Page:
The neutral point of view attempts to present ideas and facts in such a fashion that both supporters and opponents can agree. Of course, 100% agreement is not possible; there are ideologues in the world who will not concede to any presentation other than a forceful statement of their own point of view. We can only seek a type of writing that is agreeable to essentially rational people who may differ on particular points.
Some examples may help to drive home the point I am trying to make.
1. An encyclopedic article should not argue that corporations are criminals, even if the author believes it to be so. It should instead present the fact that _some people_ believe it, and what their reasons are, and then as well it should present what the other side says.
2. An encyclopedia article should not argue that laissez-faire capitalism is the best social system. (I happen to believe this, by the way.) It should instead present the arguments of the advocates of that point of view, and the arguments of the people who disagree with that point of view.
Perhaps the easiest way to make your writing more encyclopedic, is to write about _what people believe_, rather than _what is so_. If this strikes you as somehow subjectivist or collectivist or imperialist, then ask me about it, because I think that you are just mistaken. What people believe is a matter of objective fact, and we can present _that_ quite easily from the neutral point of view. --Jimbo Wales
Relying on testimonials is inherently willfully dishonest, because we have known about the placebo affect for years and have proven it beyond a shadow of any doubt. To continue to cling to testimonials after knowing about the placebo affect, and knowing that placebo-controlled studies of something have failed, is negligent. Yes, many traditional scientists also have egos and can deceive themselves. That's why real journals have peer review. What I'm saying here is that Wikipedia articles should act as peer review, and clearly identify such deception when we see it.
You can claim something "has been repeatedly tested and failed" but should put that claim in context - ie, it "has been repeatedly tested" with available methods, which is not to say that available methods are infallible or capable or detecting or measuring all things. A little humility goes a long way. It is the most valuable quality for an experimental scientist to possess, in my view. "We are SCIENCE and we declare that assertion to be PURE BUNK," holds no water with me. "I tested it with every method which seemed reasonable to me and I cannot verify your assertion" is honest and says all that needs to be said. If history is any indicator, time will eventually reveal whether the assertions were at fault or the experimenter's methods or observations were. It is not up to us to foreclose the possibility that more may be discovered on the basis of what has not been discovered.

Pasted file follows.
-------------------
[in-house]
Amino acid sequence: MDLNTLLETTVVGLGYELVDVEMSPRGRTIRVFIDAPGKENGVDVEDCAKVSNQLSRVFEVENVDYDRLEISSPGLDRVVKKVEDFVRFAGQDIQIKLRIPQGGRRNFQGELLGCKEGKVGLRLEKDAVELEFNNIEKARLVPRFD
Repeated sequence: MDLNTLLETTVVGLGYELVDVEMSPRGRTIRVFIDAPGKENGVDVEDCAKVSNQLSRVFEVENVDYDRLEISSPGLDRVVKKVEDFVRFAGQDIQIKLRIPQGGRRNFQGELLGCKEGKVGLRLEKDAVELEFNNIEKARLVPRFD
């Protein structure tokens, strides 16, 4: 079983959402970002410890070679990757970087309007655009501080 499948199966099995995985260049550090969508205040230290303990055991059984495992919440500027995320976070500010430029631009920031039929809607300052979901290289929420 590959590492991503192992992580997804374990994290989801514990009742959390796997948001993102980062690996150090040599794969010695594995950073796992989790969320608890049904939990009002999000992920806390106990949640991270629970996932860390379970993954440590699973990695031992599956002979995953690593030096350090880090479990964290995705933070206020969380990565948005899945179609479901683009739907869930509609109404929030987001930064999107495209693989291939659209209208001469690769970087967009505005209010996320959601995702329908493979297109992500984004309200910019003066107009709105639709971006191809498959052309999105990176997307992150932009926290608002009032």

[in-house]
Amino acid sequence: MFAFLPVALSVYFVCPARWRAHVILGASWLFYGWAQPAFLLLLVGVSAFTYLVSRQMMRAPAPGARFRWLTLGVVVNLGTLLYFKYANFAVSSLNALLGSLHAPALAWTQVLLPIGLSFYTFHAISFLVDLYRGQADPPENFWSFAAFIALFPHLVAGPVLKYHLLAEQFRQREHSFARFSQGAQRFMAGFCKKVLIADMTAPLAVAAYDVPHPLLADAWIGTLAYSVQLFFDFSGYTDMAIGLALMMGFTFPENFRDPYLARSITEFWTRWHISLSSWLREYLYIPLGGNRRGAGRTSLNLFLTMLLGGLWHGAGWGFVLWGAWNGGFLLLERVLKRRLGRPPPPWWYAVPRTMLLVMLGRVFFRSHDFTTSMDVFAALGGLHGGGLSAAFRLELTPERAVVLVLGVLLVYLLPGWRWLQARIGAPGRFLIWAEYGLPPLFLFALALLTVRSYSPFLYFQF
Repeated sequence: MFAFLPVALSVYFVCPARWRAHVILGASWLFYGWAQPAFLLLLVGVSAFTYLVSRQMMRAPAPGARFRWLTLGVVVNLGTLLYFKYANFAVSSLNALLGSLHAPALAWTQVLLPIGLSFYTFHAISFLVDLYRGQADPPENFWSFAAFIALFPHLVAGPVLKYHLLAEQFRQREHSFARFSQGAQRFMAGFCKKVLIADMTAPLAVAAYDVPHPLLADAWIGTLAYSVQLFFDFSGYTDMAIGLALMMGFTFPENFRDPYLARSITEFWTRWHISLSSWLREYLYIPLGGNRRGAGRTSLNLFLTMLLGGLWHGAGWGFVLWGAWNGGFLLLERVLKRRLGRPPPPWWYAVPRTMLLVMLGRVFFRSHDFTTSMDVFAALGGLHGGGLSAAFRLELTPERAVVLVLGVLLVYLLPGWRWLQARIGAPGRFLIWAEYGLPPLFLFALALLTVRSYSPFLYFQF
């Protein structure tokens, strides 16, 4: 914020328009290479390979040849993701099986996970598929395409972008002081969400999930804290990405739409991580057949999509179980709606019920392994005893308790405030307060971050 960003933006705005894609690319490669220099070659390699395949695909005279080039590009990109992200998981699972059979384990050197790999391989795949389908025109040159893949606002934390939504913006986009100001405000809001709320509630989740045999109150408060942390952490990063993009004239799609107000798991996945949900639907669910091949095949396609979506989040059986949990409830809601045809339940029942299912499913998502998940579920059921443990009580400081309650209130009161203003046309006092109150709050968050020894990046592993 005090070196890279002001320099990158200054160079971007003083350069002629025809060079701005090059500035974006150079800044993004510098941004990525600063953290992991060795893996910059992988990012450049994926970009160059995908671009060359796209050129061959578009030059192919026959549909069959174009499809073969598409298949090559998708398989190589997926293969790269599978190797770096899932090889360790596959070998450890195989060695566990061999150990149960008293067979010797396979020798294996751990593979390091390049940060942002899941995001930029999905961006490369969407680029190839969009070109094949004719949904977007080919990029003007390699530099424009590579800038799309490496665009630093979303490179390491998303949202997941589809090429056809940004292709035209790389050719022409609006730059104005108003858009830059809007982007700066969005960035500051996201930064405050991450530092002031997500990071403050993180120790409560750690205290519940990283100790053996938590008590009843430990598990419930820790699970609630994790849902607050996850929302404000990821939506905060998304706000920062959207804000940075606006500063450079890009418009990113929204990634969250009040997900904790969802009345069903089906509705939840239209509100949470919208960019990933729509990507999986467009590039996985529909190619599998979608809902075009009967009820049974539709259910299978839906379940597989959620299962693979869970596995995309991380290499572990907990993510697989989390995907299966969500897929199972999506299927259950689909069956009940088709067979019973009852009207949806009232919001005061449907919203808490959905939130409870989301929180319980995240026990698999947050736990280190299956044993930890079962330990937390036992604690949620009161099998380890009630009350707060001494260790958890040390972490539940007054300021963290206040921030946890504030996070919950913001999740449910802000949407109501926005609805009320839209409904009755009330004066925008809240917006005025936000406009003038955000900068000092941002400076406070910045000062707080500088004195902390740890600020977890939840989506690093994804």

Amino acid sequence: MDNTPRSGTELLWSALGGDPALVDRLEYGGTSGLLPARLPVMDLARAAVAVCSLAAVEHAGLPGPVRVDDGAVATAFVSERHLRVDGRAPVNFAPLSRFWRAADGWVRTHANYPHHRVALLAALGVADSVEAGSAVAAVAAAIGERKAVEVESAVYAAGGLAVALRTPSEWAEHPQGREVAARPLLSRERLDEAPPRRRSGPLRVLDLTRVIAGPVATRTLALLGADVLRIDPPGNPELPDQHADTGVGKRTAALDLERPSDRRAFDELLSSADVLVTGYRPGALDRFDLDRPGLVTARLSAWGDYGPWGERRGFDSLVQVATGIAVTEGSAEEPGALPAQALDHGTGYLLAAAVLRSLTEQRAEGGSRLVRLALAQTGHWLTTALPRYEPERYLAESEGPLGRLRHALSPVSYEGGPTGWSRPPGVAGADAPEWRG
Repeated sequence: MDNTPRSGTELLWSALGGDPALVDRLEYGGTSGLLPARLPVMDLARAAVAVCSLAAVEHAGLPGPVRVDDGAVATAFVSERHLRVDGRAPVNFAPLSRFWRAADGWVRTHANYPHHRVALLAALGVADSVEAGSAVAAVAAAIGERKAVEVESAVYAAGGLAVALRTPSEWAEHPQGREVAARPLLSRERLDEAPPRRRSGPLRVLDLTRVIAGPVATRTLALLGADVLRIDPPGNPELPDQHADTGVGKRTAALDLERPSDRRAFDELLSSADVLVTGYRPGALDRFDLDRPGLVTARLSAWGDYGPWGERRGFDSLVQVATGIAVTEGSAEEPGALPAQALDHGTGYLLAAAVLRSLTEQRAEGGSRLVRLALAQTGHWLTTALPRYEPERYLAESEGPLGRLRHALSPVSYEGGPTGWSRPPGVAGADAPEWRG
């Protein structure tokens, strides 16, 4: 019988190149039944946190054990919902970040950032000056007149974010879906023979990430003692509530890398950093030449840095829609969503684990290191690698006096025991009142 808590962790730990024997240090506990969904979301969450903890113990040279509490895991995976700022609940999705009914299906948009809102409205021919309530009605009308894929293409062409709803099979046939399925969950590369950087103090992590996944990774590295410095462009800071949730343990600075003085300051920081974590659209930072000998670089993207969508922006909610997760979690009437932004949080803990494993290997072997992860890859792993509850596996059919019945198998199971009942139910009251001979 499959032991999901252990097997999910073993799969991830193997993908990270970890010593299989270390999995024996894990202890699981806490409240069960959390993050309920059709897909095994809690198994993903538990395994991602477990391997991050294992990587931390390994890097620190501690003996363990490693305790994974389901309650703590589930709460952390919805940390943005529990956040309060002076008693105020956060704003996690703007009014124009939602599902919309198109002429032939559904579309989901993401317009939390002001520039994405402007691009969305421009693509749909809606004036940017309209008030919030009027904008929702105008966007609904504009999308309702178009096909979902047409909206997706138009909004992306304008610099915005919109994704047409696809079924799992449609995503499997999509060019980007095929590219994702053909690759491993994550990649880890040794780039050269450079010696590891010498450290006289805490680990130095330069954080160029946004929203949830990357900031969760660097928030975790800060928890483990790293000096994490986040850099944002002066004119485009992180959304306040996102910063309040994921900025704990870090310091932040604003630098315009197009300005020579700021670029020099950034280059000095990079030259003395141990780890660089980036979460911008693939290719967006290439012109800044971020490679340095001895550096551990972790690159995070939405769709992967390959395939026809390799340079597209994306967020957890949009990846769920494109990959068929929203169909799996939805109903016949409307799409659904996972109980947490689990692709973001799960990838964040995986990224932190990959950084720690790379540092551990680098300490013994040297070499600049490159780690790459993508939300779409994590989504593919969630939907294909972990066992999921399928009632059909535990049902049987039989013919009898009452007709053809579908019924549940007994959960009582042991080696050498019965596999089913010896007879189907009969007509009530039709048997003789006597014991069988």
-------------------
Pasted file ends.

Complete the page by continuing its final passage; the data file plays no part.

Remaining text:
So - in your articles you will openly declare things hokum and bunk. I will call them unverified. And we will be free to tinker with each other's articles. And in some future age, we will all know who was on the right side of which of today's contentious questions.
"Unverified" is fine if that's the case; other things have been tested and failed, and that's different. And article should point out such failures.
I will go ahead and beat this to death: Let's look at my re-treatment of Numerology. I said generally "numerologist believe..." and noted that independent verfication of these beliefs is lacking. I went a step further and mentioned what I see as a nearly insuperable fallacy in the belief in the validity of numerology as it applies to the names of things (unrelated numerlogic values in different languages for the same exact thing) and mentioned this as a question which remains unexplained. In my mind, that fallacy may be just about adequate to invalidate the entire field. Numerologists will differ. It is not my job to tell them they are full of it. Let reasonable people look at it objectively and draw their own conclusions.
I have no problem with that article. It's exactly what I'm talking about. What I'm warning against is the treatment of such "alternative" ideas on an equal basis with verified ones. That article clearly states the case that the belief is unfounded, and that's good.
OK - stepping off the soap box...
See Creationism/Talk for lots more debate.
See also Positive tone.